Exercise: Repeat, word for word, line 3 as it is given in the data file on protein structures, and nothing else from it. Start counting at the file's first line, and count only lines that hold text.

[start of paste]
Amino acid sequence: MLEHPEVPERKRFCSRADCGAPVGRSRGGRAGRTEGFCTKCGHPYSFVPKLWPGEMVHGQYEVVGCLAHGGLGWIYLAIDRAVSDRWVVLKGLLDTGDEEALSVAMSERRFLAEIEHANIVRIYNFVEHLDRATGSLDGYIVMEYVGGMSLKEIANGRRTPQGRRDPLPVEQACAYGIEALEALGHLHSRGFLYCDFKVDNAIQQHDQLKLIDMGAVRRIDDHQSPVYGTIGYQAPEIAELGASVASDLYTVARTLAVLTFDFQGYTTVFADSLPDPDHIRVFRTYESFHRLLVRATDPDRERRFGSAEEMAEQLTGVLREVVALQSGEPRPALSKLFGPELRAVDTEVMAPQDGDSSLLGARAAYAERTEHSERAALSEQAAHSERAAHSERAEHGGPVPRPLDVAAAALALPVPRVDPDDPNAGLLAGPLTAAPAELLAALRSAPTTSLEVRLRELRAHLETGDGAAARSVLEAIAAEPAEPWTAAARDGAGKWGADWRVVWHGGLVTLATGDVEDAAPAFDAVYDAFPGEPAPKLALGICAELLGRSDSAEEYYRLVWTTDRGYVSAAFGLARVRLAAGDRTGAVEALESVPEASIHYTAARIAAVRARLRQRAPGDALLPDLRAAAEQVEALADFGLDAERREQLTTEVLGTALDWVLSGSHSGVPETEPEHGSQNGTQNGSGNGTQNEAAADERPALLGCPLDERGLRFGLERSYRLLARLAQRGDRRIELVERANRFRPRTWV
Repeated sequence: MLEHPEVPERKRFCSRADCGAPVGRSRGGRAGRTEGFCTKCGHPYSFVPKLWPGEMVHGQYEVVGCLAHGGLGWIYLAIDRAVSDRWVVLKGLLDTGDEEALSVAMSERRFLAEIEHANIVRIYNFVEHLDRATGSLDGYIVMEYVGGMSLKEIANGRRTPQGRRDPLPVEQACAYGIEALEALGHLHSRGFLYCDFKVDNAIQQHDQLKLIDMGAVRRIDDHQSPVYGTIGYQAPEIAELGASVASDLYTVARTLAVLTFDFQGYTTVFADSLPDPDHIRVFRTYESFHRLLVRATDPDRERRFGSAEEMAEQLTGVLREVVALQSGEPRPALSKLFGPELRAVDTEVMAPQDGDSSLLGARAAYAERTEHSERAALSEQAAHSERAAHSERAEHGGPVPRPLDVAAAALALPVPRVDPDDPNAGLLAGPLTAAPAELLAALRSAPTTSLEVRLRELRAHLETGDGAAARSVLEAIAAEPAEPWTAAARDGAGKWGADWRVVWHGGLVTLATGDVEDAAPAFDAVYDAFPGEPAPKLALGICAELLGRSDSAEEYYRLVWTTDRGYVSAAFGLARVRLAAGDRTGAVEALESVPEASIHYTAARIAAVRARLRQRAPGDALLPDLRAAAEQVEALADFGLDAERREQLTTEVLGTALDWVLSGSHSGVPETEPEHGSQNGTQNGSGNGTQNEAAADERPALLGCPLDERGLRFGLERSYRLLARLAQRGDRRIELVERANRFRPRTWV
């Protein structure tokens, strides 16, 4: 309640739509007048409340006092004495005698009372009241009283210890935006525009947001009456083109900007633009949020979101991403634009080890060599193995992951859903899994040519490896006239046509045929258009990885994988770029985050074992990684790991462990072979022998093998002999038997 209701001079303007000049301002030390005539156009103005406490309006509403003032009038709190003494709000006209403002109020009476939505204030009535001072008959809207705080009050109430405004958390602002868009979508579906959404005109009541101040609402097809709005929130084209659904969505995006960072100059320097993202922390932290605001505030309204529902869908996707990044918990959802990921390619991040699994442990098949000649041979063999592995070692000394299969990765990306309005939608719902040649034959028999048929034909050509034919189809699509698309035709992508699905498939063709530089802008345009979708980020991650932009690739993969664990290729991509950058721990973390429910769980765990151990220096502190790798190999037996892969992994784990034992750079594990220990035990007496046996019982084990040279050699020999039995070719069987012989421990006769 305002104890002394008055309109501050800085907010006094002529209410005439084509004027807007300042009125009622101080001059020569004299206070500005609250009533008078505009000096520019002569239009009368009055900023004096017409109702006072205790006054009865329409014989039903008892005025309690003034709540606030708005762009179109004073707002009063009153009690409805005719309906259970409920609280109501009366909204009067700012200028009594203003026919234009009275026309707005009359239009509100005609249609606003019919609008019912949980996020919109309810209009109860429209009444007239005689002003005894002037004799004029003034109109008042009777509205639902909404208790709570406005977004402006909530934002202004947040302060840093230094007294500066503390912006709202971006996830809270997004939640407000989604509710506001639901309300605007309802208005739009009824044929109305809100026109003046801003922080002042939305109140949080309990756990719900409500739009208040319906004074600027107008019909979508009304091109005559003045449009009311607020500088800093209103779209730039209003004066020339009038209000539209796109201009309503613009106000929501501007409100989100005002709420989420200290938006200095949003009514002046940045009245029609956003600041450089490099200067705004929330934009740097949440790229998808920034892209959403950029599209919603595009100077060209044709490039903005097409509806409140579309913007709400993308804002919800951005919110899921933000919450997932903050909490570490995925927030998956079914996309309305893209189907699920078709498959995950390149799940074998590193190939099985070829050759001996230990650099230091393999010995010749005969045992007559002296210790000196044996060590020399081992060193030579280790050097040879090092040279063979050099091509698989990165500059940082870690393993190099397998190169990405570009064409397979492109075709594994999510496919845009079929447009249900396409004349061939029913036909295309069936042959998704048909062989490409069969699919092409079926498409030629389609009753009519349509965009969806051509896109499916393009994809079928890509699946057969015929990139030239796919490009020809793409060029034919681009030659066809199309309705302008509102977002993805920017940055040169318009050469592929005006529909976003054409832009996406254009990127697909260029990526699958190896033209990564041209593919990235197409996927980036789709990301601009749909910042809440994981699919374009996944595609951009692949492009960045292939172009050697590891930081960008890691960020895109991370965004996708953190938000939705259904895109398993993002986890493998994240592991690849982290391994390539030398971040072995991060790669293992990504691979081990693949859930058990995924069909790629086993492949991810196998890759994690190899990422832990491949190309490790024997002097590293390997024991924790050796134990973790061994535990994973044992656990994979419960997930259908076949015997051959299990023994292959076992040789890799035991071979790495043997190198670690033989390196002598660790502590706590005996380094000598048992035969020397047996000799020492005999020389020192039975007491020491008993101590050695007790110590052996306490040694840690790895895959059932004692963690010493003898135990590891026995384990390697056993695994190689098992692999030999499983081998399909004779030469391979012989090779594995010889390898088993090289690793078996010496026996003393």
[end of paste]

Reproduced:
């Protein structure tokens, strides 16, 4: 309640739509007048409340006092004495005698009372009241009283210890935006525009947001009456083109900007633009949020979101991403634009080890060599193995992951859903899994040519490896006239046509045929258009990885994988770029985050074992990684790991462990072979022998093998002999038997 209701001079303007000049301002030390005539156009103005406490309006509403003032009038709190003494709000006209403002109020009476939505204030009535001072008959809207705080009050109430405004958390602002868009979508579906959404005109009541101040609402097809709005929130084209659904969505995006960072100059320097993202922390932290605001505030309204529902869908996707990044918990959802990921390619991040699994442990098949000649041979063999592995070692000394299969990765990306309005939608719902040649034959028999048929034909050509034919189809699509698309035709992508699905498939063709530089802008345009979708980020991650932009690739993969664990290729991509950058721990973390429910769980765990151990220096502190790798190999037996892969992994784990034992750079594990220990035990007496046996019982084990040279050699020999039995070719069987012989421990006769 305002104890002394008055309109501050800085907010006094002529209410005439084509004027807007300042009125009622101080001059020569004299206070500005609250009533008078505009000096520019002569239009009368009055900023004096017409109702006072205790006054009865329409014989039903008892005025309690003034709540606030708005762009179109004073707002009063009153009690409805005719309906259970409920609280109501009366909204009067700012200028009594203003026919234009009275026309707005009359239009509100005609249609606003019919609008019912949980996020919109309810209009109860429209009444007239005689002003005894002037004799004029003034109109008042009777509205639902909404208790709570406005977004402006909530934002202004947040302060840093230094007294500066503390912006709202971006996830809270997004939640407000989604509710506001639901309300605007309802208005739009009824044929109305809100026109003046801003922080002042939305109140949080309990756990719900409500739009208040319906004074600027107008019909979508009304091109005559003045449009009311607020500088800093209103779209730039209003004066020339009038209000539209796109201009309503613009106000929501501007409100989100005002709420989420200290938006200095949003009514002046940045009245029609956003600041450089490099200067705004929330934009740097949440790229998808920034892209959403950029599209919603595009100077060209044709490039903005097409509806409140579309913007709400993308804002919800951005919110899921933000919450997932903050909490570490995925927030998956079914996309309305893209189907699920078709498959995950390149799940074998590193190939099985070829050759001996230990650099230091393999010995010749005969045992007559002296210790000196044996060590020399081992060193030579280790050097040879090092040279063979050099091509698989990165500059940082870690393993190099397998190169990405570009064409397979492109075709594994999510496919845009079929447009249900396409004349061939029913036909295309069936042959998704048909062989490409069969699919092409079926498409030629389609009753009519349509965009969806051509896109499916393009994809079928890509699946057969015929990139030239796919490009020809793409060029034919681009030659066809199309309705302008509102977002993805920017940055040169318009050469592929005006529909976003054409832009996406254009990127697909260029990526699958190896033209990564041209593919990235197409996927980036789709990301601009749909910042809440994981699919374009996944595609951009692949492009960045292939172009050697590891930081960008890691960020895109991370965004996708953190938000939705259904895109398993993002986890493998994240592991690849982290391994390539030398971040072995991060790669293992990504691979081990693949859930058990995924069909790629086993492949991810196998890759994690190899990422832990491949190309490790024997002097590293390997024991924790050796134990973790061994535990994973044992656990994979419960997930259908076949015997051959299990023994292959076992040789890799035991071979790495043997190198670690033989390196002598660790502590706590005996380094000598048992035969020397047996000799020492005999020389020192039975007491020491008993101590050695007790110590052996306490040694840690790895895959059932004692963690010493003898135990590891026995384990390697056993695994190689098992692999030999499983081998399909004779030469391979012989090779594995010889390898088993090289690793078996010496026996003393």